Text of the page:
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Burkina marchers protest against high food prices

OUAGADOUGOU (Reuters) - Several thousand demonstrators waving empty rice sacks and beating cooking pans marched through Burkina Faso’s capital Ouagadougou on Wednesday in a noisy protest against soaring living costs.

The march, which was escorted by police but was peaceful, took place on the second day of a general strike called by unions in the landlocked West African state to demand salary rises and government action to reduce high food prices.

“We’ve come out with these empty sacks and these pans to tell the government we’re hungry and that there’s nothing to eat at home,” said Sali Some, a civil servant, as other protesters around him clanged together kitchen pots and pans.

Rocketing prices for food staples and fuel products, reflecting a global surge in prices for major cereals and oil, have triggered riots and protests across West Africa, the poorest region of the world’s least developed continent.

Food riots swept Burkina Faso’s two biggest cities in February and more than 300 people were arrested after widespread looting and clashes with police.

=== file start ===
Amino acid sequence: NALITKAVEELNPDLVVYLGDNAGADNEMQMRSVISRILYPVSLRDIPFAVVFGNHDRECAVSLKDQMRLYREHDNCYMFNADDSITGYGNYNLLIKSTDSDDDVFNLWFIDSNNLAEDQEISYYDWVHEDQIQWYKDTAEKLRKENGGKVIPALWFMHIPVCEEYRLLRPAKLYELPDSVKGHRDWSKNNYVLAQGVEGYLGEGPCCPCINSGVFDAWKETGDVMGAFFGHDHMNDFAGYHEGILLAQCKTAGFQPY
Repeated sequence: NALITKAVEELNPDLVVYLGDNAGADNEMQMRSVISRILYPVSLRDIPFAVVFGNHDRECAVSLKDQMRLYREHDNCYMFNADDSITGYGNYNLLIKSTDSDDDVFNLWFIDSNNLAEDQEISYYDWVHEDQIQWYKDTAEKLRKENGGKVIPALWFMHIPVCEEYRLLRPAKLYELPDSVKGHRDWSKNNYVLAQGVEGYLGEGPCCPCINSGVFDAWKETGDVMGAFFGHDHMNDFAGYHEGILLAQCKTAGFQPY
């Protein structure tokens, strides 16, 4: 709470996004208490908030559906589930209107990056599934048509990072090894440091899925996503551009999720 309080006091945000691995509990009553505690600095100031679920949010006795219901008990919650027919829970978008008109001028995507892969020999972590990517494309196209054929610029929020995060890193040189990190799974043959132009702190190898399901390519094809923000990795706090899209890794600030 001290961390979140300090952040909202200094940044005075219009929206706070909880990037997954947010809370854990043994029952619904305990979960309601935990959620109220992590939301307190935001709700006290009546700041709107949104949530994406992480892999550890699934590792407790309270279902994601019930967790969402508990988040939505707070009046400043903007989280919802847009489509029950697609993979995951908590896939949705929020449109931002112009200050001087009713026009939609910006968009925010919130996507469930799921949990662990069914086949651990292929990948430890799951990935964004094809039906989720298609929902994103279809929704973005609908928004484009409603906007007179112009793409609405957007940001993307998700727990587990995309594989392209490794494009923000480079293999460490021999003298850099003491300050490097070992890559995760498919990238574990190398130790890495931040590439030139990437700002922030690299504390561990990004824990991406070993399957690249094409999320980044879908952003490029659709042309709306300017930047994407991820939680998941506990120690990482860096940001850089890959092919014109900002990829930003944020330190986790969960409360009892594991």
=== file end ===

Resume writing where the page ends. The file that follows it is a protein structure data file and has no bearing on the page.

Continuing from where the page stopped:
The government has moved to cut import duties and to subsidize cereals to try to cushion the effects of high prices on consumers in the largely dry and arid West African country, most of whose population are poor and live from farming.

But unions launched a 72-hour general strike on Tuesday, the second such protest stoppage in five weeks, to press a demand for a 25 percent rise in public sector salaries and pensions.

“Our leaders need to understand. I hope they see this march and realize the problems we have with food. They should lower prices and increase salaries, that’s all we’re asking,” said Catherine Yameogo, a teacher who took part in the protest.

Burkina Faso’s government says its budget and revenues have been squeezed by the extra subsidies and tax reductions it has introduced, making it impossible to satisfy the union demands for hefty salary and pensions increases.

Aid experts say more than 100 million people worldwide risk being pushed into hunger because of rocketing food prices caused by a combination of record high oil prices, increased demand for foodstuffs, speculation on commodities futures markets and the switchover of crops to biofuel production.

Although shops closed in Ouagadougou’s commercial centre as the protesters passed, they reopened once the march had gone by.

As on Tuesday, the support for the unions’ general strike call was mixed.

While many schools and banks closed in the Burkina Faso capital, central government offices appeared to be operating normally and the transport system was running.

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Writing by Pascal Fletcher; Editing by Janet Lawrence